Photographs taken 2004 to 2009
The area around Fowey and Bodinnick is very much "Daphne du Maurier" country, and opposite the Old Ferry Inn at Bodinnick, is Daphne du Maurier's old house "Ferryside". Ferryside used to be known to the locals as Swiss Cottage, and the property was once a boatyard, as old photographs show. Daphne du Maurier first saw the house at the age of 19, when down in Cornwall for a holiday, and immediately fell in love with it. Daphne's parents were looking for a place to live for a while in Cornwall, and they bought the property. It is where Daphne did much of her early writings, and her love for the place did not diminish... "I for this, and this for me!" The du Maurier family still live there, and this area is a mecca for lovers of her books - there is a Literary Centre in Fowey dedicated to her.
Bodinnick means Bos-dinek in Cornish, or "dwelling by a fort, or fortified dwelling". Which dwelling this refers to is not known, but may have been the older Hall farm nearer to the top of the hill above Bodinnick.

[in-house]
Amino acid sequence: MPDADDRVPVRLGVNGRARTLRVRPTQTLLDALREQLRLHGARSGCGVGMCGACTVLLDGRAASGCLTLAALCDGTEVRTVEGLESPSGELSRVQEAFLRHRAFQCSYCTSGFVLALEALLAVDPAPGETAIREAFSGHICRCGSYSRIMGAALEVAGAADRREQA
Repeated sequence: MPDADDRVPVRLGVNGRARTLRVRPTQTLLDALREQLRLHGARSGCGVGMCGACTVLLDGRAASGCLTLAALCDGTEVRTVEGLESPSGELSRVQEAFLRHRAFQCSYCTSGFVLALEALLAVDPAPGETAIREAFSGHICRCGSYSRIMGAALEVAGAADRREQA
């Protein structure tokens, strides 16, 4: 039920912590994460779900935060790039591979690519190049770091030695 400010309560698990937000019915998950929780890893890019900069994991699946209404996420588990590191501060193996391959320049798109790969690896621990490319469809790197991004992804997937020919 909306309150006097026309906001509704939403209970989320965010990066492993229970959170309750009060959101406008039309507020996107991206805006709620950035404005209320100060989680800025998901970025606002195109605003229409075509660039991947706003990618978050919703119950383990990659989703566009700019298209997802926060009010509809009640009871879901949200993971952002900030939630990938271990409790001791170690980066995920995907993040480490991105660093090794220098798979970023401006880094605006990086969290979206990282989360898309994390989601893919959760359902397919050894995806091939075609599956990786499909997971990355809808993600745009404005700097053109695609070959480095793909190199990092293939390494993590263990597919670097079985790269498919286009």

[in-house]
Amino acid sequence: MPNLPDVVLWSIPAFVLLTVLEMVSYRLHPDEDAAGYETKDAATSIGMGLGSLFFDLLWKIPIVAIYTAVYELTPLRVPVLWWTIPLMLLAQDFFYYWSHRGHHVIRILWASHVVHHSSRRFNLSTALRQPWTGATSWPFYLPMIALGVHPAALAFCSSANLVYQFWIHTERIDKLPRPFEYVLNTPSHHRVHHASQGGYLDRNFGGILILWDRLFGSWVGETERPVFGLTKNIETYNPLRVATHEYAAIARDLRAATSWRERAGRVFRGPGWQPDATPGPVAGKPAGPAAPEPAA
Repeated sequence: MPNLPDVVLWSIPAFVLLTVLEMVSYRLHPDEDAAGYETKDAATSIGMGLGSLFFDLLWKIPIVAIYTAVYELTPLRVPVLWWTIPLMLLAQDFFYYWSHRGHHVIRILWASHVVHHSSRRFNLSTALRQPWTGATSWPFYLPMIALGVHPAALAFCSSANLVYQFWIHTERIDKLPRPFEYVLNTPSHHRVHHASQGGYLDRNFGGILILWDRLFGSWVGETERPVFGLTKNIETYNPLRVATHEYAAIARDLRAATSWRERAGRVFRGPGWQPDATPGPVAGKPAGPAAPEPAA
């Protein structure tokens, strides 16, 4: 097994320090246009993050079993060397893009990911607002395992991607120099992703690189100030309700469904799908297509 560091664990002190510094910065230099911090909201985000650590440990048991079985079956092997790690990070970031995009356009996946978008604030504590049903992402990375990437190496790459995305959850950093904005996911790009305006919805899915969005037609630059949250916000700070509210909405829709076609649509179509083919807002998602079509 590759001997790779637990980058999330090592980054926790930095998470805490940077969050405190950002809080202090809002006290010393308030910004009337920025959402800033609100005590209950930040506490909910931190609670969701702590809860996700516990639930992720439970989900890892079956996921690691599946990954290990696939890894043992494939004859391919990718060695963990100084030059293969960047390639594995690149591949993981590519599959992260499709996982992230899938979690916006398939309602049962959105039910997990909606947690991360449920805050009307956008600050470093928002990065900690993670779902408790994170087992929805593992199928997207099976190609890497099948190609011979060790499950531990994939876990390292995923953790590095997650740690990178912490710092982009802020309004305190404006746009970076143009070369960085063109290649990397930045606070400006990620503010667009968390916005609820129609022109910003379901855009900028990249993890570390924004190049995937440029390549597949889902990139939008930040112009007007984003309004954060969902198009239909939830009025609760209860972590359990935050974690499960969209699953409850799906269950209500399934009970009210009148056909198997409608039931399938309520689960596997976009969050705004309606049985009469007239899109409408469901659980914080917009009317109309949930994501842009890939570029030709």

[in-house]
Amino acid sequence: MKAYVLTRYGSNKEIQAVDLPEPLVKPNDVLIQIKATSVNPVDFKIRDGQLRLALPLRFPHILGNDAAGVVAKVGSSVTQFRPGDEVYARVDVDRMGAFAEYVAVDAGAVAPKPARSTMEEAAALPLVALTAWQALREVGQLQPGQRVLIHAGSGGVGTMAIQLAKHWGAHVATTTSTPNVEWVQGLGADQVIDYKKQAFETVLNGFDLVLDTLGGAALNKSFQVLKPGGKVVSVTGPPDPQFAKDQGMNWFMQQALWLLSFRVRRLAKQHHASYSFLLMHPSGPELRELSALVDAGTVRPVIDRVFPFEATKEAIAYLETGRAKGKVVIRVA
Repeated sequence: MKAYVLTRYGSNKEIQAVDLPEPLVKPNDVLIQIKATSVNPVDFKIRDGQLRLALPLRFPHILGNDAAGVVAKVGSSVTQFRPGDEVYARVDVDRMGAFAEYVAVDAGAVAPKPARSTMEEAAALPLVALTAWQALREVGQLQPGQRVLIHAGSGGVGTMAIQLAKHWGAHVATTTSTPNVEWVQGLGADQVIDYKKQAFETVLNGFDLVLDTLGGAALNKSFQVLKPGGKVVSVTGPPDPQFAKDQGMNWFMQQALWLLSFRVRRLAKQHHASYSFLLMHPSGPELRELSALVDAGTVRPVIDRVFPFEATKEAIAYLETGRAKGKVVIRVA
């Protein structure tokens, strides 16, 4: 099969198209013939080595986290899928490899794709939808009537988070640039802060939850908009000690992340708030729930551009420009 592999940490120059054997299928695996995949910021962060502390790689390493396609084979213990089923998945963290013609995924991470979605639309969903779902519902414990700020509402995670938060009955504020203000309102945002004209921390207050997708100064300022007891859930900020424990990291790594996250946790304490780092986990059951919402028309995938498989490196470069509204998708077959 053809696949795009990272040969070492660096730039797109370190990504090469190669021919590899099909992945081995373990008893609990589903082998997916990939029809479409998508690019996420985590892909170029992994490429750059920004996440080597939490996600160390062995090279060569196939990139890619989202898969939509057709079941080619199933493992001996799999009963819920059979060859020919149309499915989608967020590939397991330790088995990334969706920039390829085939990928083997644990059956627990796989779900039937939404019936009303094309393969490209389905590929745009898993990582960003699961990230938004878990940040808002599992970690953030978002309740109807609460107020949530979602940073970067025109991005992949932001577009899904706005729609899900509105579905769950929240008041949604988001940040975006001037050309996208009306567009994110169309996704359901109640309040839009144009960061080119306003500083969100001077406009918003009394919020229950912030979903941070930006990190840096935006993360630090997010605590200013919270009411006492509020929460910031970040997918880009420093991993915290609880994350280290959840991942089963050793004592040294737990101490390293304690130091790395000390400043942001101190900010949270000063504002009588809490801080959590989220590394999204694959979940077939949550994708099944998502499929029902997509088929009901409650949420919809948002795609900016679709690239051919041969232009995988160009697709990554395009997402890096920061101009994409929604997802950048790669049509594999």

View over towards Bodinnick from the Fowey side of the river
"Ferryside" - the house in Bodinnick made famous by Daphne du
(the figurehead from the old sailing ship, the Jane
Slade, has been removed for maintenance)
The Daphne du Maurier house "Ferryside" with the figurehead of the
Jane Slade in place
- the old wreck of the Jane Slade in Pont
Creek inspired Daphne's first novel "The
(if you look very carefully, that's Rick Stein sitting on the balcony during filming for one of his excellent foodie series!)
Another view of Bodinnick from Fowey, showing the Bodinnick Ferry
taking on cars
The Boddinick Car Ferry
Another view of the Bodinnick Ferry, looking up towards the China
Peter Williams Boatyard at Bodinnick - only accessible by sea!
The great view down Fowey harbour from the balcony of the Old Ferry
Inn in Bodinnick (a great place to eat!)
The Old Ferry Inn at Bodinnick has arguably one of the best pub views in the world, when sat on the balcony with a pint of Doom Bar and a Fish Pie, this side of the Urals! ...(well, one of them anyway... the others are in Cornwall too!)
A fascinating old photograph of the old horse ferry at Bodinnick
when the ferry was rowed across!
(this image has been kindly
supplied from the
There has been a ferry at Bodinnick since time immemorial, or at least for hundreds of years, and the latest models will navigate you far more safely across the river than the older horse and cart ferries that were rowed and punted across by man-power alone. The image above was taken from the Fowey side, looking up river with the old boatyard building on the right (east) bank, and the china clay berths on the left (west) bank. The exact date of the image is unknown, but can be guessed at from the shipping - perhaps sometime around the early 1900s. Thanks to the Malcolm MacCarthy Collection.